southern elephant seal (Mirounga leonina)
English: southern elephant-seal (Mirounga leonina) male on northern shore of Kerguelen Islands
Français : éléphant de mer du sud (Mirounga leonina) mâle sur la côte nord des îles Kerguelen
Deutsch: Südlicher See-Elefant (Mirounga leonina, Männchen) an der Nordküste der Kerguelen-Inseln
Source self-made (scan of paper photo)
Author B.navez https://commons.wikimedia.org/wiki/User:B.navez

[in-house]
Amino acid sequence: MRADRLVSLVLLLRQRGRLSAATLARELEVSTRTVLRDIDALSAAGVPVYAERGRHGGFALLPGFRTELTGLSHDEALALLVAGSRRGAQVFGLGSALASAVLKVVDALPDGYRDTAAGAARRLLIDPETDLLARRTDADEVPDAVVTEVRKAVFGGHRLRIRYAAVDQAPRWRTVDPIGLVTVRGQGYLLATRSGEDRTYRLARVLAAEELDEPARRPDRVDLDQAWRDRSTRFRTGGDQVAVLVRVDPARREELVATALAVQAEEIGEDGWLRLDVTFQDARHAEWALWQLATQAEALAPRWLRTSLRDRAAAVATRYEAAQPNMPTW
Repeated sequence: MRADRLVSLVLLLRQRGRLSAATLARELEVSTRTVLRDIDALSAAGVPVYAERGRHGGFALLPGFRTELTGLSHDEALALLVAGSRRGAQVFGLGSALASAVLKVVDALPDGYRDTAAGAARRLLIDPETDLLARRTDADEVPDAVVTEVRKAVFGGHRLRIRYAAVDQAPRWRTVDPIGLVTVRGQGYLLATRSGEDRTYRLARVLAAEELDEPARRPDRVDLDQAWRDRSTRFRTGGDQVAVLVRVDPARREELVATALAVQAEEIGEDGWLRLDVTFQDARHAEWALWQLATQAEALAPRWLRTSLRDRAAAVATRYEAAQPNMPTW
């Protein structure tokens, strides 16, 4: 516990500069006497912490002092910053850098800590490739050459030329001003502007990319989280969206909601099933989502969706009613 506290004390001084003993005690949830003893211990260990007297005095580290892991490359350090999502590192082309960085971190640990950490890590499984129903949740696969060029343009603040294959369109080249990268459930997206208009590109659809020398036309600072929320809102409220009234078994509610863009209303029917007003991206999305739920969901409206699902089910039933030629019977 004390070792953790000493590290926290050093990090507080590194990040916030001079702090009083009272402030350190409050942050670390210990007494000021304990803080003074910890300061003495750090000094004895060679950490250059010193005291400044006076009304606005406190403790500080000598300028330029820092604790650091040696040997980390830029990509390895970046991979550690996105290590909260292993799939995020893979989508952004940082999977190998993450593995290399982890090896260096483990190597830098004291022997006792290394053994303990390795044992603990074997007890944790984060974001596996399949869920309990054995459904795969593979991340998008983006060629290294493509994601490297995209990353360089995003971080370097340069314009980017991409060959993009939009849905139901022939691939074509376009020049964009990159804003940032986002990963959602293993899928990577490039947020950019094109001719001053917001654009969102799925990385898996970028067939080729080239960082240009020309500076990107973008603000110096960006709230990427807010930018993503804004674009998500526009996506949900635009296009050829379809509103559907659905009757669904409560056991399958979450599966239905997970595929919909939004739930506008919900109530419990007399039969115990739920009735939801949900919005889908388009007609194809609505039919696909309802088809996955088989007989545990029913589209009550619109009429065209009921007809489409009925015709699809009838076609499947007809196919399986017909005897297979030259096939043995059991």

The southern elephant seal (Mirounga leonina) is one of the two extant species of elephant seals. It is both the largest pinniped and member of the order Carnivora living today, as well as the largest Antarctic seal. The seal gets its name from its great size and the large proboscis of the adult males, which is used to make extraordinarily loud roaring noises, especially during the mating season. Rather larger at average than the male northern elephant seal (Mirounga angustirostris) (which is 40% lighter) and male walrus (Odobenus rosmarus) (the average North Pacific bull, of the larger race, is 2.5 times lighter), the adult bull southern elephant seal is without rival the largest carnivoran alive. An average adult male southern elephant seal weighs six to seven times more than the largest terrestrial carnivorans, the polar bear (Ursus maritimus) and Kodiak bear (Ursus arctos middendorffi). Order: Carnivora, Suborder: Pinnipedia, Family: Phocidae, Synonyms: Phoca leonina Linnaeus, 1758.